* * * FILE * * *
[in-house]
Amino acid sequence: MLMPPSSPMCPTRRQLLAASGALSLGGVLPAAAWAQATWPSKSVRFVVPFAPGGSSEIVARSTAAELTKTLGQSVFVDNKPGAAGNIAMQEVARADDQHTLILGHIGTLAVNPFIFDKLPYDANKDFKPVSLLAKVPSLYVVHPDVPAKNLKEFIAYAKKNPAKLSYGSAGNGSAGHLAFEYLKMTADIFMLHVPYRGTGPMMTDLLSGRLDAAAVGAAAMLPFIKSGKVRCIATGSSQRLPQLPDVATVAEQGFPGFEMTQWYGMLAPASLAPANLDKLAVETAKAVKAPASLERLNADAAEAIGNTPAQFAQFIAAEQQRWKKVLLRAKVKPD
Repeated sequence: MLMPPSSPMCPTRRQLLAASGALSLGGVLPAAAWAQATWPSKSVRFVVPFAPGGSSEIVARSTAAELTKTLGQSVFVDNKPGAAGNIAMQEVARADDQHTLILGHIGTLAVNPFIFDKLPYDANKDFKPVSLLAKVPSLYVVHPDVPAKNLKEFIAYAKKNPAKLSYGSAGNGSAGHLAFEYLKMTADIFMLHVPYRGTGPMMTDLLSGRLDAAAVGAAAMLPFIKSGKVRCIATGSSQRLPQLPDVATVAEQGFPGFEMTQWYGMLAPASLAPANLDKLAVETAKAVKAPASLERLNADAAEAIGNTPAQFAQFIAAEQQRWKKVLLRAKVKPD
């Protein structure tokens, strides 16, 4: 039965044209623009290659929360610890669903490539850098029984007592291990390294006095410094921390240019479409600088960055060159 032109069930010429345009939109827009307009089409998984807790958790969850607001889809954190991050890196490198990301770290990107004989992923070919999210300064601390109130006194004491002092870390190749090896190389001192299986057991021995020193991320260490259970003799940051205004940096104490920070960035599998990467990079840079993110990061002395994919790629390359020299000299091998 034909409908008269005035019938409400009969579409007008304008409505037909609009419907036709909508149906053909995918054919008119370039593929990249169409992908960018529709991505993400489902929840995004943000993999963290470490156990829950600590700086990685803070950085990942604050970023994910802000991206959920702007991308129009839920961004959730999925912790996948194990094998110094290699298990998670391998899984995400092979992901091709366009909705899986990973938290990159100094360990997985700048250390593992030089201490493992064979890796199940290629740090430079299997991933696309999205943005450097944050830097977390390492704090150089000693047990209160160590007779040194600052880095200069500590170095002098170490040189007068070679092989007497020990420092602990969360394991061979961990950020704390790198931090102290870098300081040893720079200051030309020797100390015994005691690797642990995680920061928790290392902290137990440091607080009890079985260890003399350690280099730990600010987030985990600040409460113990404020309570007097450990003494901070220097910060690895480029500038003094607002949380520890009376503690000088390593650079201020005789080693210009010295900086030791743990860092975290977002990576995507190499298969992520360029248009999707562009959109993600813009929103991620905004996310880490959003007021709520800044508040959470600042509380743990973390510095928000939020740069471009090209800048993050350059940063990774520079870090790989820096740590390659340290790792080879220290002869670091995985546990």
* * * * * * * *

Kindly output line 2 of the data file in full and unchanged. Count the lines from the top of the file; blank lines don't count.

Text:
Amino acid sequence: MLMPPSSPMCPTRRQLLAASGALSLGGVLPAAAWAQATWPSKSVRFVVPFAPGGSSEIVARSTAAELTKTLGQSVFVDNKPGAAGNIAMQEVARADDQHTLILGHIGTLAVNPFIFDKLPYDANKDFKPVSLLAKVPSLYVVHPDVPAKNLKEFIAYAKKNPAKLSYGSAGNGSAGHLAFEYLKMTADIFMLHVPYRGTGPMMTDLLSGRLDAAAVGAAAMLPFIKSGKVRCIATGSSQRLPQLPDVATVAEQGFPGFEMTQWYGMLAPASLAPANLDKLAVETAKAVKAPASLERLNADAAEAIGNTPAQFAQFIAAEQQRWKKVLLRAKVKPD